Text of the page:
Commission established to capture TIF revenues



County commissioners opted to establish a redevelopment commission Tuesday, giving the county the potential to capture revenue on new development and increased property values in designated districts.

Commissioners waived the second and third reading of the ordinance to establishing the commission and then voted 3-0 to adopt it.

The five-member commission will be able to create tax increment financing districts throughout the county except in areas where districts have already been established by cities and towns. Seymour, Brownstown and Crothersville all have tax increment financing districts, aka TIFs.

In TIF districts, tax money is captured from new industrial development or increased property values located in the district. That money is set aside to fund infrastructure or redevelopment or provide incentives to promote economic development in a community rather than being distributed to other taxing units.

Commissioners also appointed three members to the commission for one-year terms. Members of the board are not paid.

Those appointees are Mark McKinney with Jackson County REMC, Jerry Hounshel, a former commissioner and sheriff, and Commissioner Drew Markel.

Commissioners also appointed Brownstown Central Community School Corp. Superintendent Tim Taylor to the commission as a non-voting member.

On Wednesday, county council members appointed council President Dave Hall and Councilwoman Kari Storey to the redevelopment commission.

County officials conducted a special meeting in July to receive public input on TIF districts. No one from the general public spoke in favor or against the proposal during that meeting.

A timetable on when exactly the commission will formally go to work is unclear, but Markel said the process usually takes a couple of months.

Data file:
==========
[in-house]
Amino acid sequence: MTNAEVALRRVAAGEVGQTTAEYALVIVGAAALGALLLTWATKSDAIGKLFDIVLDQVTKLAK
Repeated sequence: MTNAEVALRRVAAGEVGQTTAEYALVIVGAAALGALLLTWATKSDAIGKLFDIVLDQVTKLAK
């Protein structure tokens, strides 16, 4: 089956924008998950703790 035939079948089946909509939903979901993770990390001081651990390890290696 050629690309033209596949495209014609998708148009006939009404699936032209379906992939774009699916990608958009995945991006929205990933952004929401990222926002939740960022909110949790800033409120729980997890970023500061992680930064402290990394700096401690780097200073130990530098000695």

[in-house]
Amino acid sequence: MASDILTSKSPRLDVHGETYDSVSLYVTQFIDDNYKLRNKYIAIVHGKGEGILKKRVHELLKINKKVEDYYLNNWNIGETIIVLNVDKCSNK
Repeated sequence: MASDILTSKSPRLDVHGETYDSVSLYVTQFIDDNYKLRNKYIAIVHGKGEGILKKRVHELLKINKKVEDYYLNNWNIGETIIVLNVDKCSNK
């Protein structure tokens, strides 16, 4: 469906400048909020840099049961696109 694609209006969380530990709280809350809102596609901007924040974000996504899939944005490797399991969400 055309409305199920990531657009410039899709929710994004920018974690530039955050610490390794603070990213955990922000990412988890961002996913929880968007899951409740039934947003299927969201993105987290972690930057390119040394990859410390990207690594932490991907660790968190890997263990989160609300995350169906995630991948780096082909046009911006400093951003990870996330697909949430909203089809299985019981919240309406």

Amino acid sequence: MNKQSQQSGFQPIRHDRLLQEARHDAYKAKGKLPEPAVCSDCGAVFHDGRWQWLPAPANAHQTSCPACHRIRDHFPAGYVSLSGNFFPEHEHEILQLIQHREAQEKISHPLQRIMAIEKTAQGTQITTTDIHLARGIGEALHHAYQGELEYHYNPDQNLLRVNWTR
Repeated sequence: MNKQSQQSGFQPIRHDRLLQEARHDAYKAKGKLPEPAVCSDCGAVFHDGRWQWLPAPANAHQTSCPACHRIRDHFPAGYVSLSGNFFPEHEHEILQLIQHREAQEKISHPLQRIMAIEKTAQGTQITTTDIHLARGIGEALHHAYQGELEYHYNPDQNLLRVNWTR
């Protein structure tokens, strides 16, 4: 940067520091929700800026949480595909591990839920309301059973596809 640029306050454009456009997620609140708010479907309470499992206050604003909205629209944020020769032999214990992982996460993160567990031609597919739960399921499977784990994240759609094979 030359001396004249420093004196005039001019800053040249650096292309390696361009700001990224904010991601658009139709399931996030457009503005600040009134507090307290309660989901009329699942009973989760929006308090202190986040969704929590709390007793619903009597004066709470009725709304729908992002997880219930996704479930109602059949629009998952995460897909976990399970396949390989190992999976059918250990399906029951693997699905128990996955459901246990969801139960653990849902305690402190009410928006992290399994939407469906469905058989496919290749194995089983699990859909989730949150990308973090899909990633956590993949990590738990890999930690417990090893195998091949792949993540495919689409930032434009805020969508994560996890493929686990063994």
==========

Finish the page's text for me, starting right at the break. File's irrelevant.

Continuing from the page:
The push to create the redevelopment commission came as the county has expressed interest in capturing TIF dollars made on new investments since January. If the county establishes a redevelopment commission before the end of the year, it can capture investments made within the calendar year.

That would include a $10 million investment made by Sims Bark Co. in Crothersville that is expected to bring between 20 and 30 jobs to the county. While the town of Crothersville has its own redevelopment commission, the operation is not located within town limits, and officials cannot annex it in the year prior to a U.S. Census, which is planned in 2020.

Markel said if the county does not establish the district, then all communities will lose out on the funding.

"We miss out on a lot of TIF money if we don’t move forward with it," he said.

Markel told commissioners Matt Reedy and Bob Gillaspy that he and officials from other communities organized a meeting to form a "loose agreement" to make sure TIF districts set by the county’s redevelopment commission and the municipal redevelopment commissions do not adversely impact each other. 

Councilman Brian Thompson said during a meeting Wednesday that the goal is for the county and municipal governments to work together.

“We want to make sure we are not really causing issues with overlapping," he said.

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